Boeing 737-200
 

Boeing 737-200 General
Aircraft
Boeing 737-200
Type
Short Range Airliner
Crew
2
Unit Cost
Unknown
Type
United States United Airlines
Status
Out of Production

Boeing 737-200 Program Milestones
First order
April 5, 1965
Roll-out
June 29, 1967
First flight
August 8, 1967
Certification
December 21, 1967
First delivery
December 29, 1967
In service
April 28,1968
In service with
United


Boeing 737-200 Aircraft Dimensions
Cross Section
12 feet 4 inch (3,76m)
Wing Span
93 feet (28.35 m)
Stabilo Span
36 feet (10,97 m)
Length
90 feet 11 inch (29,54 m)
Height
36 feet 10 inch (11,23 m)

Boeing 737-200 Weights
Maximum Taxi Weight
116.000 lbs
Maximum Take-off Weight
115.500 lbs
Maximum Landing Weight
103.000 lbs
Maximum Zero Fuel Weight
95.000 lbs
Max. Structural Payload
35.200 lbs
Max. Cargo
875 Cubic Feet
Usable Fuel
32.026 lbs

Boeing 737-200 Seating
Boeing 737-200 seating
Boeing 737-200 seating
One Class
124 Passengers
Mixed Class
97 Passengers


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Boeing 737-200 General Information
The Boeing 737-200 was the second version of the popular 737 aircraft family and was an extended version of the 737-100. The aircraft was primarily designed to accomdate the U.S. market and was first delivered to United airlines in 1968. Although the aircraft is somewhat old compared to newer generation aircraft, it is still in operation with several, mostly "second tier", airlines and those of developing nations. Because of its poor fuel efficiency, the 737-200 is phased out and is expected to leave the commercial market before 2010. High noise emissions also restrict the aircraft from operating into certain airports although the aircraft can be fitted with so-called hush kits.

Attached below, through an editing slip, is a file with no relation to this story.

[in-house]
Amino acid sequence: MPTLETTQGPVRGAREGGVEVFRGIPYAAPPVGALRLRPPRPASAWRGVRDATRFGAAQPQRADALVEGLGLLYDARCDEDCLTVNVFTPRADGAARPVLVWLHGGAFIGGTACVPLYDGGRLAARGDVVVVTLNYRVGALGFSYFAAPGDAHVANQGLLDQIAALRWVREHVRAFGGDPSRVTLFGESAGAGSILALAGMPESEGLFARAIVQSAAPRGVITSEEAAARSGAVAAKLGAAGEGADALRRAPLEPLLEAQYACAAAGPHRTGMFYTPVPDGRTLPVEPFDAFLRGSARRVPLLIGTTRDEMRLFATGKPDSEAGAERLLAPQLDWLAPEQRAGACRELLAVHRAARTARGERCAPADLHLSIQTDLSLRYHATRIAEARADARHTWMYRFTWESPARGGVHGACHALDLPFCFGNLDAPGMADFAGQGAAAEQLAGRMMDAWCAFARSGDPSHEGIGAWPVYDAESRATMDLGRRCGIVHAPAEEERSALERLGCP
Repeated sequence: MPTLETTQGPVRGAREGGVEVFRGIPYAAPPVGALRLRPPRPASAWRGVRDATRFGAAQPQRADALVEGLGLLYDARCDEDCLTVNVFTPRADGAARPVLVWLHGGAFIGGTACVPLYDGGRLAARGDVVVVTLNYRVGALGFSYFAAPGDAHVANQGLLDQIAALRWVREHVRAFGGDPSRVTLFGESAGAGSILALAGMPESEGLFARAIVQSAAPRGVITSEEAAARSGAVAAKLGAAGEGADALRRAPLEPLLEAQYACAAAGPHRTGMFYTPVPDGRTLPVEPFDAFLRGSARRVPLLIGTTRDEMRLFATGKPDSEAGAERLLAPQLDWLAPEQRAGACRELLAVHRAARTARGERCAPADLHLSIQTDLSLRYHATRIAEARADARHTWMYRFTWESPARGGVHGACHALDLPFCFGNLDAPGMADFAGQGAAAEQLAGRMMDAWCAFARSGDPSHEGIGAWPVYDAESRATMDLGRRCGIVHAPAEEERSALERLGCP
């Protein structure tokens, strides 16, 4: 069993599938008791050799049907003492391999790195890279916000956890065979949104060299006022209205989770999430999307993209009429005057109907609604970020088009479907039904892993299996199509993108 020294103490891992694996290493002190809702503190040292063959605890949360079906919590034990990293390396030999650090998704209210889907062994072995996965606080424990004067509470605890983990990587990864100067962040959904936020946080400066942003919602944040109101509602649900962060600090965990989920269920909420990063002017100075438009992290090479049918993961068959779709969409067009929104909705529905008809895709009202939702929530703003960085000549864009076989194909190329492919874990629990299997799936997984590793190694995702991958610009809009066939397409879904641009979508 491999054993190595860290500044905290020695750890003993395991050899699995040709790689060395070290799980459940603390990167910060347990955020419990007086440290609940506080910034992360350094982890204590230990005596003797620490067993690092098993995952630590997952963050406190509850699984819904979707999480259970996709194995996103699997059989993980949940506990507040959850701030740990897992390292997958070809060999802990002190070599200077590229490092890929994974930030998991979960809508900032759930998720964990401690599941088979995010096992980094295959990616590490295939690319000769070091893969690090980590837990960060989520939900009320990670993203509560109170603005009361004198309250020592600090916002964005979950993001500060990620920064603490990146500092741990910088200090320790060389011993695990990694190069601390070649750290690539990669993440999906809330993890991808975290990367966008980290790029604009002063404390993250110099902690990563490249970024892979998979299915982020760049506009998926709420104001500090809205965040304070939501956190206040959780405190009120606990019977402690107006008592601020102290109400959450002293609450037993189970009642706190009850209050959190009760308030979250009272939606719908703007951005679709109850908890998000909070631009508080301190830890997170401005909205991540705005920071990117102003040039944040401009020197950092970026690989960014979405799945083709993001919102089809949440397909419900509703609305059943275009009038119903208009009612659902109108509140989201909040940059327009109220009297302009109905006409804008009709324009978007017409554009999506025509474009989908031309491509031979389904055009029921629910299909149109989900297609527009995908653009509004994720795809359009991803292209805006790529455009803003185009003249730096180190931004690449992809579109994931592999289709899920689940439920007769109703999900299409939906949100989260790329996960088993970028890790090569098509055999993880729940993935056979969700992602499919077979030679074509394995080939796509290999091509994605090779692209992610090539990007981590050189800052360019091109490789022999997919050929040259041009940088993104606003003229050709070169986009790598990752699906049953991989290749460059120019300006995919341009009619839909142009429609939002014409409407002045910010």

The regular Boeing 737-200 was later updated as the 737-200 Advanced, and became the standard production version from June 1971. Besides being sold as a commercial airliner, the 737-200Adv was sold as -200 Executive Jet and -200HGW (High Gross Weight). Boeing also offered a C option, or Convertible, that allowed the conversion between passenger and cargo use. Besides this, the QC, or Quick Change 737-200QC, facilitates rapid conversion between passenger and cargo roles.

Another option offered was the gravel kit, which enabled the aircraft to operate from unpaved runways. Untill Alaska Airlines retired its fleet of 737-200 in 2007, it utilized this option for some of its operations throughout Alaska. After the retirement of these aircraft many airports decided to upgrade their runway facilities from gravel to paved.

Alaska Airlines Boeing 737-200
Delta Airlines Boeing 737-200
Untitled Boeing 737-200
Click for a large image...
Click for a large image...


Boeing 737/200 Design
As pointed out earlier, the 737-200 was a response to the increased need for slightly higher passenger loads demanded by many airlines. With the 737-100 as a baseline model, two sections were added to the fuselage resulting in a seating capacity for 130 passengers at a 28 inch seat pitch. All other dimensions, in comparison with the -100, remained the same. More powerful JT8D engines, each providing 14,500 lbf, increased performance significantly. On April 5, 1965 the Boeing 737-200 series was officially launched with an order from United for 40 aircraft.